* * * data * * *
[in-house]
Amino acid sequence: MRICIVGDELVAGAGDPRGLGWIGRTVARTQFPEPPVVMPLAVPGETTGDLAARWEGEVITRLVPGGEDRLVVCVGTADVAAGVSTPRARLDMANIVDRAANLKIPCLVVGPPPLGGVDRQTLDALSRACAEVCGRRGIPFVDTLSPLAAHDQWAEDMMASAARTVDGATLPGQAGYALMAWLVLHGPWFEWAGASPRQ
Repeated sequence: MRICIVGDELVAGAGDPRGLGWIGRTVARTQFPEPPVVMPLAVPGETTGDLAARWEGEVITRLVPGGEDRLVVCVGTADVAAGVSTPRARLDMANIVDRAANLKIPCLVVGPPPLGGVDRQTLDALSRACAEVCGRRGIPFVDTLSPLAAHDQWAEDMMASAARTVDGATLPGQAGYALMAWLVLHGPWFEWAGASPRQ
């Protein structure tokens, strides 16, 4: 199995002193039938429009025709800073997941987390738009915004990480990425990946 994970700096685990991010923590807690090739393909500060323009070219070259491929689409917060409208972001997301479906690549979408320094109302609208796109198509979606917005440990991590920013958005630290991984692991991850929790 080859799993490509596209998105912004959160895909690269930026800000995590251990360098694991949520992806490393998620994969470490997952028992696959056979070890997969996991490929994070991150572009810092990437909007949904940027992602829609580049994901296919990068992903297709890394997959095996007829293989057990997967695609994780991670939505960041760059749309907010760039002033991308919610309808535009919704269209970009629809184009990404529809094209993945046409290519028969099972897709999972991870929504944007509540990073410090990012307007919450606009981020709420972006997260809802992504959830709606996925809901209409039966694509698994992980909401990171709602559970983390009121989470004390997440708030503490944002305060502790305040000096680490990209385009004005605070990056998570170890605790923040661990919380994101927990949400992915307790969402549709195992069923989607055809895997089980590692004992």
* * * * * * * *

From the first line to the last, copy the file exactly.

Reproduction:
[in-house]
Amino acid sequence: MRICIVGDELVAGAGDPRGLGWIGRTVARTQFPEPPVVMPLAVPGETTGDLAARWEGEVITRLVPGGEDRLVVCVGTADVAAGVSTPRARLDMANIVDRAANLKIPCLVVGPPPLGGVDRQTLDALSRACAEVCGRRGIPFVDTLSPLAAHDQWAEDMMASAARTVDGATLPGQAGYALMAWLVLHGPWFEWAGASPRQ
Repeated sequence: MRICIVGDELVAGAGDPRGLGWIGRTVARTQFPEPPVVMPLAVPGETTGDLAARWEGEVITRLVPGGEDRLVVCVGTADVAAGVSTPRARLDMANIVDRAANLKIPCLVVGPPPLGGVDRQTLDALSRACAEVCGRRGIPFVDTLSPLAAHDQWAEDMMASAARTVDGATLPGQAGYALMAWLVLHGPWFEWAGASPRQ
């Protein structure tokens, strides 16, 4: 199995002193039938429009025709800073997941987390738009915004990480990425990946 994970700096685990991010923590807690090739393909500060323009070219070259491929689409917060409208972001997301479906690549979408320094109302609208796109198509979606917005440990991590920013958005630290991984692991991850929790 080859799993490509596209998105912004959160895909690269930026800000995590251990360098694991949520992806490393998620994969470490997952028992696959056979070890997969996991490929994070991150572009810092990437909007949904940027992602829609580049994901296919990068992903297709890394997959095996007829293989057990997967695609994780991670939505960041760059749309907010760039002033991308919610309808535009919704269209970009629809184009990404529809094209993945046409290519028969099972897709999972991870929504944007509540990073410090990012307007919450606009981020709420972006997260809802992504959830709606996925809901209409039966694509698994992980909401990171709602559970983390009121989470004390997440708030503490944002305060502790305040000096680490990209385009004005605070990056998570170890605790923040661990919380994101927990949400992915307790969402549709195992069923989607055809895997089980590692004992």